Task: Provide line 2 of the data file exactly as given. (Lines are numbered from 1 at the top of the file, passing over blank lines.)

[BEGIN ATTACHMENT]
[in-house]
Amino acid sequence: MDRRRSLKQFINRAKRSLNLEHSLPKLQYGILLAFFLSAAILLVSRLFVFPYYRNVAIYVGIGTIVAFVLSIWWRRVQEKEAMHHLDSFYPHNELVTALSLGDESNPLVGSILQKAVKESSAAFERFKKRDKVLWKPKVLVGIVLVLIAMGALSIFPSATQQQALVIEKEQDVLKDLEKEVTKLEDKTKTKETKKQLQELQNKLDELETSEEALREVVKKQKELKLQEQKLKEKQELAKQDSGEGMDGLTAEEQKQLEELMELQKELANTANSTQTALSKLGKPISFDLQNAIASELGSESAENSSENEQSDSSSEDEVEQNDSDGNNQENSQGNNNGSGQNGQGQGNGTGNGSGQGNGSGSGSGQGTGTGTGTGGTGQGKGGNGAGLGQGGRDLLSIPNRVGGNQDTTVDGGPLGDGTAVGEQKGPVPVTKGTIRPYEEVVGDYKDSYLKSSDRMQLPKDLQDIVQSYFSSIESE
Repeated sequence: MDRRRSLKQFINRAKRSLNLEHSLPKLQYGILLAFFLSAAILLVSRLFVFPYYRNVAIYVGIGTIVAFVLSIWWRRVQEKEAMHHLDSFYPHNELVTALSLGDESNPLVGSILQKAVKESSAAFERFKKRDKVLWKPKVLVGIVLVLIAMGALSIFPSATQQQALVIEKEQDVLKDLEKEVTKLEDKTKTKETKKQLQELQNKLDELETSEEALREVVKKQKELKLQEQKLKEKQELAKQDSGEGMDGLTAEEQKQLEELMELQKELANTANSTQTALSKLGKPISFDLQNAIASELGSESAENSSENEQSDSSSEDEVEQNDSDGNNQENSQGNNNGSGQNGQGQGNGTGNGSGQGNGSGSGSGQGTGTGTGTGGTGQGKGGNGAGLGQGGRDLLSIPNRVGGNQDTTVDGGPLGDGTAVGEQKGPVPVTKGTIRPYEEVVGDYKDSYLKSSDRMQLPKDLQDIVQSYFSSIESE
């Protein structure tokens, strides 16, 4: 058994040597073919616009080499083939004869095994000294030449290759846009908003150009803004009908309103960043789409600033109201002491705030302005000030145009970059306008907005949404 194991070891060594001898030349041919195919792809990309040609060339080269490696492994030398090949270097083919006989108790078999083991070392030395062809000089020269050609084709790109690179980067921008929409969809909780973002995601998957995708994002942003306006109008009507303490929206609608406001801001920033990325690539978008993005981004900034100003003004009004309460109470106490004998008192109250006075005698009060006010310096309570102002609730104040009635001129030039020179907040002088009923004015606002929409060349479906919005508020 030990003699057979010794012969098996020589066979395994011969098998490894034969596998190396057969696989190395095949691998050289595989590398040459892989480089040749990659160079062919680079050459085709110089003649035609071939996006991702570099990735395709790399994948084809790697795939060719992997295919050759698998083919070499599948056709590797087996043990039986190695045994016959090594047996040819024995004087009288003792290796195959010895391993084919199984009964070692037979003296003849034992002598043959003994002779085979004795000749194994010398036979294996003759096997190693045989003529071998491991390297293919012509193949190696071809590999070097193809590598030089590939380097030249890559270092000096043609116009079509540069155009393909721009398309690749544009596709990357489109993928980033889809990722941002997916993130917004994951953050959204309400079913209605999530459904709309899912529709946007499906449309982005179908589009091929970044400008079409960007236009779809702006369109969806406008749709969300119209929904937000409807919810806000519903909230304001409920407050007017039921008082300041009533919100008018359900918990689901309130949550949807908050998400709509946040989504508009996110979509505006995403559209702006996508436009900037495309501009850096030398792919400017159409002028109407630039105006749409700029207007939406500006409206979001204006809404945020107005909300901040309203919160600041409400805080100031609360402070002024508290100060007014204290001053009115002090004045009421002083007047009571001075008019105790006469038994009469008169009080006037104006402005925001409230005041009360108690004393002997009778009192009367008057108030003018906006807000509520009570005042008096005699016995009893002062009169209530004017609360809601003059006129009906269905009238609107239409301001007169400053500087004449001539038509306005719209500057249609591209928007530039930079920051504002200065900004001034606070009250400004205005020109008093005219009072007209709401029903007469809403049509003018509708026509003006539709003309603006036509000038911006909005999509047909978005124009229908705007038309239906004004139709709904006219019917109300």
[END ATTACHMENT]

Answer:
Amino acid sequence: MDRRRSLKQFINRAKRSLNLEHSLPKLQYGILLAFFLSAAILLVSRLFVFPYYRNVAIYVGIGTIVAFVLSIWWRRVQEKEAMHHLDSFYPHNELVTALSLGDESNPLVGSILQKAVKESSAAFERFKKRDKVLWKPKVLVGIVLVLIAMGALSIFPSATQQQALVIEKEQDVLKDLEKEVTKLEDKTKTKETKKQLQELQNKLDELETSEEALREVVKKQKELKLQEQKLKEKQELAKQDSGEGMDGLTAEEQKQLEELMELQKELANTANSTQTALSKLGKPISFDLQNAIASELGSESAENSSENEQSDSSSEDEVEQNDSDGNNQENSQGNNNGSGQNGQGQGNGTGNGSGQGNGSGSGSGQGTGTGTGTGGTGQGKGGNGAGLGQGGRDLLSIPNRVGGNQDTTVDGGPLGDGTAVGEQKGPVPVTKGTIRPYEEVVGDYKDSYLKSSDRMQLPKDLQDIVQSYFSSIESE